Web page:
- My subordinate made an error. I became angry. My anger stems from my fear that my subordinate's error will reflect poorly on him, myself, and the organization.
- I forgot to follow-up with an associate on an important matter. This makes me angry at myself. My anger stems from my fear that my reputation is now damaged in the eyes of that associate, and that I have damaged part of my network through poor customer service (when you're a leader, everybody is a customer).
- My peer does well with one of his operations. I become jealous. My jealousy stems from my fear that my peer's success will make my efforts and performance appear inferior.
I could go on forever applying these logics, but you hopefully see the point by now: the argument can be made that all emotions ultimately derive from self-satisfaction or fear.
In addition to understanding our emotions and behaviors, we should think about those factors that influence our emotions and behaviors, such as diet, sleep, exercise, and work and non-work related stresses. Consider the following questions:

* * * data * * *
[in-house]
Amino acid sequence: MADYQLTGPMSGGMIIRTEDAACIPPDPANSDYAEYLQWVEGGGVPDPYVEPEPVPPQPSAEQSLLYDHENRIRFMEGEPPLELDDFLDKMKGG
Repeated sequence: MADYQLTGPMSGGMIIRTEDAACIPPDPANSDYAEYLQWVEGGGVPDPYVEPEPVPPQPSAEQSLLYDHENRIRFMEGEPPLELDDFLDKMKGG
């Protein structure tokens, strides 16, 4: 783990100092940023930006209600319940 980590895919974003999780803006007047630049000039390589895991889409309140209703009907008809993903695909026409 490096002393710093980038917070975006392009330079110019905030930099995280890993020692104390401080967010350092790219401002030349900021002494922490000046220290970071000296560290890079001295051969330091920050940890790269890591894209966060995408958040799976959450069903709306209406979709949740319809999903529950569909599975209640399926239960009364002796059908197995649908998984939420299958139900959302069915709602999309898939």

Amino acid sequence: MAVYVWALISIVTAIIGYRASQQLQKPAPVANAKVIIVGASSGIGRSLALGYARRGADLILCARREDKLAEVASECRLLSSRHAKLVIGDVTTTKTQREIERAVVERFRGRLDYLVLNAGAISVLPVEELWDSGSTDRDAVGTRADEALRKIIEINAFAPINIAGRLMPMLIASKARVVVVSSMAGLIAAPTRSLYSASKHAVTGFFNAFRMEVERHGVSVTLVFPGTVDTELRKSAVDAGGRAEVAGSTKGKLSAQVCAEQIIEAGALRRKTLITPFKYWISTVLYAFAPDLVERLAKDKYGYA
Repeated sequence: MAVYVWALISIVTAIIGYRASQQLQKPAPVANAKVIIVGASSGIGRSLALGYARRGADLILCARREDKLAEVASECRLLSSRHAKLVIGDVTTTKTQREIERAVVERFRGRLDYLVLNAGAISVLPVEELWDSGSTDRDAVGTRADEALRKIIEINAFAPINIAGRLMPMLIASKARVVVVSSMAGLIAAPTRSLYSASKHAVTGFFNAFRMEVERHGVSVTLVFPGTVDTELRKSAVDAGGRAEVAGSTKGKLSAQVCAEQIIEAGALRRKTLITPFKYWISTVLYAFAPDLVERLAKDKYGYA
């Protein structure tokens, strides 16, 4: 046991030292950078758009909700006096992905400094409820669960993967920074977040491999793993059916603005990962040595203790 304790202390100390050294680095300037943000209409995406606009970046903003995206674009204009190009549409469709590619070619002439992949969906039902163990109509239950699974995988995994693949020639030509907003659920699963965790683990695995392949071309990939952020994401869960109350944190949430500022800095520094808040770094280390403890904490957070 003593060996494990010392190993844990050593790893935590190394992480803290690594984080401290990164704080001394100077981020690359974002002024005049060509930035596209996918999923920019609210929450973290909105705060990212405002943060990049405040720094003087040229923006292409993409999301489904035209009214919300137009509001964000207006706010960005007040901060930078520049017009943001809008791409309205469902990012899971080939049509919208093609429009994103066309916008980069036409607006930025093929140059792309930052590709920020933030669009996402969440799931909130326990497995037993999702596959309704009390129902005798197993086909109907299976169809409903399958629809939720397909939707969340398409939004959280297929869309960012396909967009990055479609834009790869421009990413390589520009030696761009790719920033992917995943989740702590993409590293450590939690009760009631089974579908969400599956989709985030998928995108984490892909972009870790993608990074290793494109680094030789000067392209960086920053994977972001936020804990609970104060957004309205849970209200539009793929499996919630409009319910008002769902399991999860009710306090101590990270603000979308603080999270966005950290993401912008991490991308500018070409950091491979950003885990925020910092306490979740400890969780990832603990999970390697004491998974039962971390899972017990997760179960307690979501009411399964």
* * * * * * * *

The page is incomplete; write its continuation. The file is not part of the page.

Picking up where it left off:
- When is the last time I ate. How has by diet been in the last 24 hours?
- When is the last time I slept? When is the last time I got seven or eight hours of good sleep? Am I off my normal circadian rhythm?
- How has my physical stress relief program (exercise, outdoor recreation, etc.) been in the last week?
- How involved have I been with work in the last week? Have I had a day off (completely away from work, no email, no phone calls) in the last seven days?
- How is my life outside my work right now? Am I having problems with my Spouse, kids, landlord, et cetera, that I am bringing into the office and unfairly projecting onto subordinates?